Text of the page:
Humans spend hours observing the natural world to find inspiration. We look to the other kingdoms out there in order to make our human world a better place. As I read more and more about network surveillance, such as you see in PRISM and with the NSA, it surprises me that some super-genius hasn’t studied the effective communication of mushrooms.
Yes, that’s right, mushrooms.
Mushrooms have a complex communication system. Let’s say that you have a mycelium in your yard, working its magic on a compost pile. Now, let’s say that same type of mushroom is working on someone’s else compost pile. With amazing speed and precision, these mushrooms send chains of information to each other. As they do this, warnings, ideas and, for lack of a better word, suggestions are exchanged in an energetic manner.
Scientists have learned that plants will harness this “information superhighway” to protect themselves. If one plant is taken over with aphids, it sends out a distress signal. This call is picked up and transferred to the other plants via fungi. It is a deep relationship between organisms that ensures survival of both species.
Mystics and madmen (and women) have tried to understand the complex structures of nature through poetry, religion and art. They’ve worked on trying to translate what they see and hear to a medium that makes sense to the outside world. What we are learning from science and technology is that we have only barely scratched the surface of our understanding our natural surroundings. What I’m describing is called biomimicry, where sci-tech meets nature, and more articles are showing up in my geeks news about the topic. Some recent examples are: 7 examples of biomimicry and how biomimicry might be able to defeat hackers.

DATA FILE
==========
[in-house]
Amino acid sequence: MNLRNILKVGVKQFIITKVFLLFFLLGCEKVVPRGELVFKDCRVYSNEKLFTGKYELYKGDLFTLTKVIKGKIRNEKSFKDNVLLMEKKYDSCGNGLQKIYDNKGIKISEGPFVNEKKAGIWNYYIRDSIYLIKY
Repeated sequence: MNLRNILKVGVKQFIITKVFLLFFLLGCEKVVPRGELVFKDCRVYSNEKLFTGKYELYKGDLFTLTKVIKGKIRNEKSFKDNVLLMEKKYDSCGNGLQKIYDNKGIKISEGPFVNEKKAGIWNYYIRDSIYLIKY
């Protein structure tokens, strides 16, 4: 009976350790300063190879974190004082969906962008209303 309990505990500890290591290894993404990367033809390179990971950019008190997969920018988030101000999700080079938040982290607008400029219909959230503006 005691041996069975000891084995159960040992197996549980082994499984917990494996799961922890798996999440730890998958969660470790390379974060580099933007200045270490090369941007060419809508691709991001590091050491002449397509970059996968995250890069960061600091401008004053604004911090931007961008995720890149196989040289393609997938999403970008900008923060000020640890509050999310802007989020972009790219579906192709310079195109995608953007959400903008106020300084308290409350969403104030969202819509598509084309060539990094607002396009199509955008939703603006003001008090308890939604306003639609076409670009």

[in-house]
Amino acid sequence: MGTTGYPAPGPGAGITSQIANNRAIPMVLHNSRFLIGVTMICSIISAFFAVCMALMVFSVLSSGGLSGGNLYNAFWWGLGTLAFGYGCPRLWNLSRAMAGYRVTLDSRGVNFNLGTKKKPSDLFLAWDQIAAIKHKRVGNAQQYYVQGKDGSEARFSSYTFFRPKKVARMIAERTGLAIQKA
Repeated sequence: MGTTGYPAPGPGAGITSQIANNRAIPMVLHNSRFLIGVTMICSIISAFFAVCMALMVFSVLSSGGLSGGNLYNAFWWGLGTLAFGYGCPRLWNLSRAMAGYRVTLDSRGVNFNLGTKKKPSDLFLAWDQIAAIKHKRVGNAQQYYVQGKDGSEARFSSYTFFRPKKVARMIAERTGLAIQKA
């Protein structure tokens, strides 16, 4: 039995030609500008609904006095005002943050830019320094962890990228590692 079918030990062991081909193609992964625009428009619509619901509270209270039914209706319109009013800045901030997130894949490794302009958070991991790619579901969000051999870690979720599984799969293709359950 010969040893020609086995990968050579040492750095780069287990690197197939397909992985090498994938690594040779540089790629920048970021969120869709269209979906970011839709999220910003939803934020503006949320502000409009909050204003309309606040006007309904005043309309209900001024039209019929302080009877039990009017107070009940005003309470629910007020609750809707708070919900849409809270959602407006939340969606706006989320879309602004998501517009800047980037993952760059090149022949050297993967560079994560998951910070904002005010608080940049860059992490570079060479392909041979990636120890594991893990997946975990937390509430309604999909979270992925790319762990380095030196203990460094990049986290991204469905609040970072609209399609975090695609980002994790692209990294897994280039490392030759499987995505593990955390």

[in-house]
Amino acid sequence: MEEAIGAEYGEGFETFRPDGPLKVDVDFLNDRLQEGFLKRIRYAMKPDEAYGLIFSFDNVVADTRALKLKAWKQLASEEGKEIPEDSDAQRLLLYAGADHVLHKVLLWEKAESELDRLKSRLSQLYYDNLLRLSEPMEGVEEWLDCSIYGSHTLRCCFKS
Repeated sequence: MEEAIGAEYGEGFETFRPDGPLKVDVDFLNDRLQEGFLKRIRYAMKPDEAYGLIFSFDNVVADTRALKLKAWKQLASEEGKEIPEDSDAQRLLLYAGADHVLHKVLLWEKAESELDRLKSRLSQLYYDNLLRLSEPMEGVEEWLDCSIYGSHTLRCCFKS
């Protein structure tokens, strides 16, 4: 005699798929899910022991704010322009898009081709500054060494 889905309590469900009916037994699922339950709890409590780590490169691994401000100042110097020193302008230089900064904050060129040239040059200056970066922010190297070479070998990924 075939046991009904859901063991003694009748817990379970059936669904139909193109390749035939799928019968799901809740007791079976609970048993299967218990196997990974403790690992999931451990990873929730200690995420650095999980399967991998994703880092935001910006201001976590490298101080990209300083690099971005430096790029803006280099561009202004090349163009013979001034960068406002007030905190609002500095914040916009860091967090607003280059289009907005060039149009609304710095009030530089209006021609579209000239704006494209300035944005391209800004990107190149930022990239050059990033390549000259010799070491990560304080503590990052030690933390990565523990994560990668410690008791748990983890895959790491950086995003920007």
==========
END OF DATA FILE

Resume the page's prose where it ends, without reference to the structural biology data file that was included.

“I see the mycelium as the Earth’s natural Internet, a consciousness with which we might be able to communicate. Through cross-species interfacing, we may one day exchange information with these sentient cellular networks. Because these externalized neurological nets sense any impression upon them, from footsteps to falling tree branches, they could relay enormous amounts of data regarding the movements of all organisms through the landscape.”
― Paul Stamets, Mycelium Running: How Mushrooms Can Help Save the World
Stamets is an American mycologist who studies the technology of mushrooms. According to some of his research, mushrooms can be used for remediation of toxic sites and oil spills. During his research he found a particular mushroom that helped him remove ants from his home.
Fueled by the laughter of children, too much coffee, and the silly antics of chickens, my mind wanders into places where technology and nature meet. If plants communicate with a series of underground languages, wouldn’t humans be able to have the same ability? Imagine how interesting it would be if we could activate that “…fearfully and wonderfully made…” part of ourselves.
Until that time we must learn to understand and navigate the modern technological systems created by humanity.
- Kim Upton, Rogue Geek Tech Editor